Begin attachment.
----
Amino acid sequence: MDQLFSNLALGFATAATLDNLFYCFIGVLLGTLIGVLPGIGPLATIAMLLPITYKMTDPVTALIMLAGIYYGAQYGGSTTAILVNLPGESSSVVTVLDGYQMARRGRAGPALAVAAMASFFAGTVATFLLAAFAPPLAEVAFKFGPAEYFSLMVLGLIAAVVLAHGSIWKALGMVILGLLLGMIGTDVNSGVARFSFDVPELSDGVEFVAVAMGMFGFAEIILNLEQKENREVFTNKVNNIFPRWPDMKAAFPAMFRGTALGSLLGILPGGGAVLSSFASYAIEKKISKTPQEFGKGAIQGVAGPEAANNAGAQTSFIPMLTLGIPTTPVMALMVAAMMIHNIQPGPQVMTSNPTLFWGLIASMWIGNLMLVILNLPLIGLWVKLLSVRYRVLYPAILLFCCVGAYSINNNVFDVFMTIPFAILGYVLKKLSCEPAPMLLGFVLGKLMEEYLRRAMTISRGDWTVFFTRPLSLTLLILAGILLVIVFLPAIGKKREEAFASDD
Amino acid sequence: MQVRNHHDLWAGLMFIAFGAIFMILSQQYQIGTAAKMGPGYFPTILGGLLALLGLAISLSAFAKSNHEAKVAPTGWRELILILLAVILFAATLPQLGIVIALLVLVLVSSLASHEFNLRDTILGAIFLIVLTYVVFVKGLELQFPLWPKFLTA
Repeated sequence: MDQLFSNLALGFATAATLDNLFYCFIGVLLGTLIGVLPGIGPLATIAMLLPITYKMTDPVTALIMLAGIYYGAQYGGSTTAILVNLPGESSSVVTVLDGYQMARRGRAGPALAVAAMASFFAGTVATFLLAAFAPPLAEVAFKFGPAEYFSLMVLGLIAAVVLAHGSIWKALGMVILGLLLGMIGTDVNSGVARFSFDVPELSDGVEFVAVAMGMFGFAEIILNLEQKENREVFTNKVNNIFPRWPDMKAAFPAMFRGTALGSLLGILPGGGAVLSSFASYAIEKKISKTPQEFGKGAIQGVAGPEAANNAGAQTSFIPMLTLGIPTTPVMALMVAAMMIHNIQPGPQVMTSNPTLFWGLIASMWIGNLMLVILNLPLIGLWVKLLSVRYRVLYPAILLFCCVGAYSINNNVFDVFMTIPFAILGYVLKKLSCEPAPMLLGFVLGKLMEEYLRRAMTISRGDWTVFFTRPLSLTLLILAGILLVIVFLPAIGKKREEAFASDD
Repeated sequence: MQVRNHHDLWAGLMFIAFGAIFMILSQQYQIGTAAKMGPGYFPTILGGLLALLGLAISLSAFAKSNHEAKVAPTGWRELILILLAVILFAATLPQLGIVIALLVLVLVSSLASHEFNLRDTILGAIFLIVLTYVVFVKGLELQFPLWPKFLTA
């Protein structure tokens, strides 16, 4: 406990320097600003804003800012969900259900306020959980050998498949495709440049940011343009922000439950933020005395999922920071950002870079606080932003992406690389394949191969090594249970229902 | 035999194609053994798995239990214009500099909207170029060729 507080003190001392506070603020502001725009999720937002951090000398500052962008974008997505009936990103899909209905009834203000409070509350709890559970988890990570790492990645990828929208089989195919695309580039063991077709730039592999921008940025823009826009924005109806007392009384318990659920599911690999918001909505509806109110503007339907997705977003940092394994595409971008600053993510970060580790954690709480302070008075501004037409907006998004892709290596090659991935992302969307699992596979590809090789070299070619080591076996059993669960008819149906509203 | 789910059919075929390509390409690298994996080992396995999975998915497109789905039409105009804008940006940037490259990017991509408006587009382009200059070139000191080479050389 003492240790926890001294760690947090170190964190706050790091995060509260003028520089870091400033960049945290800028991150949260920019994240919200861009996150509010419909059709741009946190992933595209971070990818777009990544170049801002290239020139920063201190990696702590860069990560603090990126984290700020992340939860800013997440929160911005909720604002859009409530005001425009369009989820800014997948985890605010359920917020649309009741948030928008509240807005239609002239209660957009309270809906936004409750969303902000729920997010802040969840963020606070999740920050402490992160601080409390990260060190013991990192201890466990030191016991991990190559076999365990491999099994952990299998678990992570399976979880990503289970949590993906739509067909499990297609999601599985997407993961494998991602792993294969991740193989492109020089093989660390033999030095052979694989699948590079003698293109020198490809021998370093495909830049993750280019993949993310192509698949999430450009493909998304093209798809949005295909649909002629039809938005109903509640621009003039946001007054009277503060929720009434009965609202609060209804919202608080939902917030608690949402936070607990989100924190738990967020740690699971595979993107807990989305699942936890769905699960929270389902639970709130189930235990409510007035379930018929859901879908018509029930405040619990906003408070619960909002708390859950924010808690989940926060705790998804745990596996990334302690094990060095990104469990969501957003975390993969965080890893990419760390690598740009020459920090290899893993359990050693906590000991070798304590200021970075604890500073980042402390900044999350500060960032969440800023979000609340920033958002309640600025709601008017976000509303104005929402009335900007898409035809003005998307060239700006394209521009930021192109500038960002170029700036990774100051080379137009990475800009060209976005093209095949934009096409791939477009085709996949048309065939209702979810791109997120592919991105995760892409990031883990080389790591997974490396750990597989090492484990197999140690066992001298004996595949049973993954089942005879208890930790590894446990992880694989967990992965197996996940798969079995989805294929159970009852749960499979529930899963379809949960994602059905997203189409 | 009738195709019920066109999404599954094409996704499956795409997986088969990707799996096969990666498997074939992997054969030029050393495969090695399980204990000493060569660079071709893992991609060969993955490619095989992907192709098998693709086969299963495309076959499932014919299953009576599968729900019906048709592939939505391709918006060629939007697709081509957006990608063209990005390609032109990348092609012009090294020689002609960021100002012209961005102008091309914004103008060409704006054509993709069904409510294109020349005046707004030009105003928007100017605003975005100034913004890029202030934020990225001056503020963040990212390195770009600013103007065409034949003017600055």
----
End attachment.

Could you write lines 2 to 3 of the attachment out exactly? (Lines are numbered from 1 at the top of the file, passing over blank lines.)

Amino acid sequence: MQVRNHHDLWAGLMFIAFGAIFMILSQQYQIGTAAKMGPGYFPTILGGLLALLGLAISLSAFAKSNHEAKVAPTGWRELILILLAVILFAATLPQLGIVIALLVLVLVSSLASHEFNLRDTILGAIFLIVLTYVVFVKGLELQFPLWPKFLTA
Repeated sequence: MDQLFSNLALGFATAATLDNLFYCFIGVLLGTLIGVLPGIGPLATIAMLLPITYKMTDPVTALIMLAGIYYGAQYGGSTTAILVNLPGESSSVVTVLDGYQMARRGRAGPALAVAAMASFFAGTVATFLLAAFAPPLAEVAFKFGPAEYFSLMVLGLIAAVVLAHGSIWKALGMVILGLLLGMIGTDVNSGVARFSFDVPELSDGVEFVAVAMGMFGFAEIILNLEQKENREVFTNKVNNIFPRWPDMKAAFPAMFRGTALGSLLGILPGGGAVLSSFASYAIEKKISKTPQEFGKGAIQGVAGPEAANNAGAQTSFIPMLTLGIPTTPVMALMVAAMMIHNIQPGPQVMTSNPTLFWGLIASMWIGNLMLVILNLPLIGLWVKLLSVRYRVLYPAILLFCCVGAYSINNNVFDVFMTIPFAILGYVLKKLSCEPAPMLLGFVLGKLMEEYLRRAMTISRGDWTVFFTRPLSLTLLILAGILLVIVFLPAIGKKREEAFASDD